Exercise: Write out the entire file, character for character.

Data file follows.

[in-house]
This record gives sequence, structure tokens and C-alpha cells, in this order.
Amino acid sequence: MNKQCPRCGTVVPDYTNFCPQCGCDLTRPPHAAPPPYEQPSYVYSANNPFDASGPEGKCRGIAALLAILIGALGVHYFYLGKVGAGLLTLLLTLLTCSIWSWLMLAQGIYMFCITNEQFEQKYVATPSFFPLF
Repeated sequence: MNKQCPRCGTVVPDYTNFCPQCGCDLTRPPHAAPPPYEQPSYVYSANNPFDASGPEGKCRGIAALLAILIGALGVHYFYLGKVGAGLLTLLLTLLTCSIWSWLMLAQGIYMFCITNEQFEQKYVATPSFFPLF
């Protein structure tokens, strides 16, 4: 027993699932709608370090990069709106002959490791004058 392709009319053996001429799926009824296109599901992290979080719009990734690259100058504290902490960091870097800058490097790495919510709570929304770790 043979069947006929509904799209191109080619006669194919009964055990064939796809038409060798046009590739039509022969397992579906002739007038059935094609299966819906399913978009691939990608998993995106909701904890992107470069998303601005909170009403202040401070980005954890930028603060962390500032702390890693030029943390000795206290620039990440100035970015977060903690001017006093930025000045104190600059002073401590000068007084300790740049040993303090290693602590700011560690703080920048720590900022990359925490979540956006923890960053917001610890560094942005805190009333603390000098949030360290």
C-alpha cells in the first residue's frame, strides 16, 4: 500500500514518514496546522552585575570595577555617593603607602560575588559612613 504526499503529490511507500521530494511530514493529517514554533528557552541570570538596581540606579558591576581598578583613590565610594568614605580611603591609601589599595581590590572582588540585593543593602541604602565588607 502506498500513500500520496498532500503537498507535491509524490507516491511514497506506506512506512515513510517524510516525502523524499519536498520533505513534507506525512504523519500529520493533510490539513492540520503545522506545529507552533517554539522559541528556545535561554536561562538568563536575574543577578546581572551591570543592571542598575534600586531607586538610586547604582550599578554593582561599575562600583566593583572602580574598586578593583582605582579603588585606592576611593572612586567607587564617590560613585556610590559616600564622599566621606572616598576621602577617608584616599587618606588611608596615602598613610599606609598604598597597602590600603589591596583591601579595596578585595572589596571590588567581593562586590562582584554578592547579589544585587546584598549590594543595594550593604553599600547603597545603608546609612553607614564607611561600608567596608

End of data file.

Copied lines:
[in-house]
This record gives sequence, structure tokens and C-alpha cells, in this order.
Amino acid sequence: MNKQCPRCGTVVPDYTNFCPQCGCDLTRPPHAAPPPYEQPSYVYSANNPFDASGPEGKCRGIAALLAILIGALGVHYFYLGKVGAGLLTLLLTLLTCSIWSWLMLAQGIYMFCITNEQFEQKYVATPSFFPLF
Repeated sequence: MNKQCPRCGTVVPDYTNFCPQCGCDLTRPPHAAPPPYEQPSYVYSANNPFDASGPEGKCRGIAALLAILIGALGVHYFYLGKVGAGLLTLLLTLLTCSIWSWLMLAQGIYMFCITNEQFEQKYVATPSFFPLF
């Protein structure tokens, strides 16, 4: 027993699932709608370090990069709106002959490791004058 392709009319053996001429799926009824296109599901992290979080719009990734690259100058504290902490960091870097800058490097790495919510709570929304770790 043979069947006929509904799209191109080619006669194919009964055990064939796809038409060798046009590739039509022969397992579906002739007038059935094609299966819906399913978009691939990608998993995106909701904890992107470069998303601005909170009403202040401070980005954890930028603060962390500032702390890693030029943390000795206290620039990440100035970015977060903690001017006093930025000045104190600059002073401590000068007084300790740049040993303090290693602590700011560690703080920048720590900022990359925490979540956006923890960053917001610890560094942005805190009333603390000098949030360290």
C-alpha cells in the first residue's frame, strides 16, 4: 500500500514518514496546522552585575570595577555617593603607602560575588559612613 504526499503529490511507500521530494511530514493529517514554533528557552541570570538596581540606579558591576581598578583613590565610594568614605580611603591609601589599595581590590572582588540585593543593602541604602565588607 502506498500513500500520496498532500503537498507535491509524490507516491511514497506506506512506512515513510517524510516525502523524499519536498520533505513534507506525512504523519500529520493533510490539513492540520503545522506545529507552533517554539522559541528556545535561554536561562538568563536575574543577578546581572551591570543592571542598575534600586531607586538610586547604582550599578554593582561599575562600583566593583572602580574598586578593583582605582579603588585606592576611593572612586567607587564617590560613585556610590559616600564622599566621606572616598576621602577617608584616599587618606588611608596615602598613610599606609598604598597597602590600603589591596583591601579595596578585595572589596571590588567581593562586590562582584554578592547579589544585587546584598549590594543595594550593604553599600547603597545603608546609612553607614564607611561600608567596608